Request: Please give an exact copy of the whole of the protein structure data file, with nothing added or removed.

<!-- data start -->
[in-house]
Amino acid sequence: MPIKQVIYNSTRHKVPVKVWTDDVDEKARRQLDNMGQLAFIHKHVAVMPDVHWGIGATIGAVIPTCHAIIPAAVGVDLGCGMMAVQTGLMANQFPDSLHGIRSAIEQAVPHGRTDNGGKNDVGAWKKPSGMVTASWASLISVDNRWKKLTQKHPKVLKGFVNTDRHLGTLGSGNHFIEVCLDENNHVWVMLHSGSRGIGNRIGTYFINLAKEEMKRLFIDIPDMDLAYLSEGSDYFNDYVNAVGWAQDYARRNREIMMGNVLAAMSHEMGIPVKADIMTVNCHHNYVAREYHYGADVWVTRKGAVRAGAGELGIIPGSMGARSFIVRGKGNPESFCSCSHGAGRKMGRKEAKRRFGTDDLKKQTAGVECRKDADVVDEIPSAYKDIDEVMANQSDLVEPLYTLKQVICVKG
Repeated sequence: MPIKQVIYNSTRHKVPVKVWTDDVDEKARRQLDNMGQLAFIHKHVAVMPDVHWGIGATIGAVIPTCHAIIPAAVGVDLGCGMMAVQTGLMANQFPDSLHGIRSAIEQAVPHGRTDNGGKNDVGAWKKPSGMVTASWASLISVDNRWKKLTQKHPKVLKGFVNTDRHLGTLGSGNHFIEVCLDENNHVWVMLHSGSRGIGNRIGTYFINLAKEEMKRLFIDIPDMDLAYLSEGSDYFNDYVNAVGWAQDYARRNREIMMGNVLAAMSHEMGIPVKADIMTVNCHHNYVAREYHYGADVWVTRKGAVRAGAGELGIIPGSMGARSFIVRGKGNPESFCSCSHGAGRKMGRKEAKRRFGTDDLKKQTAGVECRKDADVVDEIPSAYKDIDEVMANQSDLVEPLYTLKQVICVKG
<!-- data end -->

[in-house]
Amino acid sequence: MPIKQVIYNSTRHKVPVKVWTDDVDEKARRQLDNMGQLAFIHKHVAVMPDVHWGIGATIGAVIPTCHAIIPAAVGVDLGCGMMAVQTGLMANQFPDSLHGIRSAIEQAVPHGRTDNGGKNDVGAWKKPSGMVTASWASLISVDNRWKKLTQKHPKVLKGFVNTDRHLGTLGSGNHFIEVCLDENNHVWVMLHSGSRGIGNRIGTYFINLAKEEMKRLFIDIPDMDLAYLSEGSDYFNDYVNAVGWAQDYARRNREIMMGNVLAAMSHEMGIPVKADIMTVNCHHNYVAREYHYGADVWVTRKGAVRAGAGELGIIPGSMGARSFIVRGKGNPESFCSCSHGAGRKMGRKEAKRRFGTDDLKKQTAGVECRKDADVVDEIPSAYKDIDEVMANQSDLVEPLYTLKQVICVKG
Repeated sequence: MPIKQVIYNSTRHKVPVKVWTDDVDEKARRQLDNMGQLAFIHKHVAVMPDVHWGIGATIGAVIPTCHAIIPAAVGVDLGCGMMAVQTGLMANQFPDSLHGIRSAIEQAVPHGRTDNGGKNDVGAWKKPSGMVTASWASLISVDNRWKKLTQKHPKVLKGFVNTDRHLGTLGSGNHFIEVCLDENNHVWVMLHSGSRGIGNRIGTYFINLAKEEMKRLFIDIPDMDLAYLSEGSDYFNDYVNAVGWAQDYARRNREIMMGNVLAAMSHEMGIPVKADIMTVNCHHNYVAREYHYGADVWVTRKGAVRAGAGELGIIPGSMGARSFIVRGKGNPESFCSCSHGAGRKMGRKEAKRRFGTDDLKKQTAGVECRKDADVVDEIPSAYKDIDEVMANQSDLVEPLYTLKQVICVKG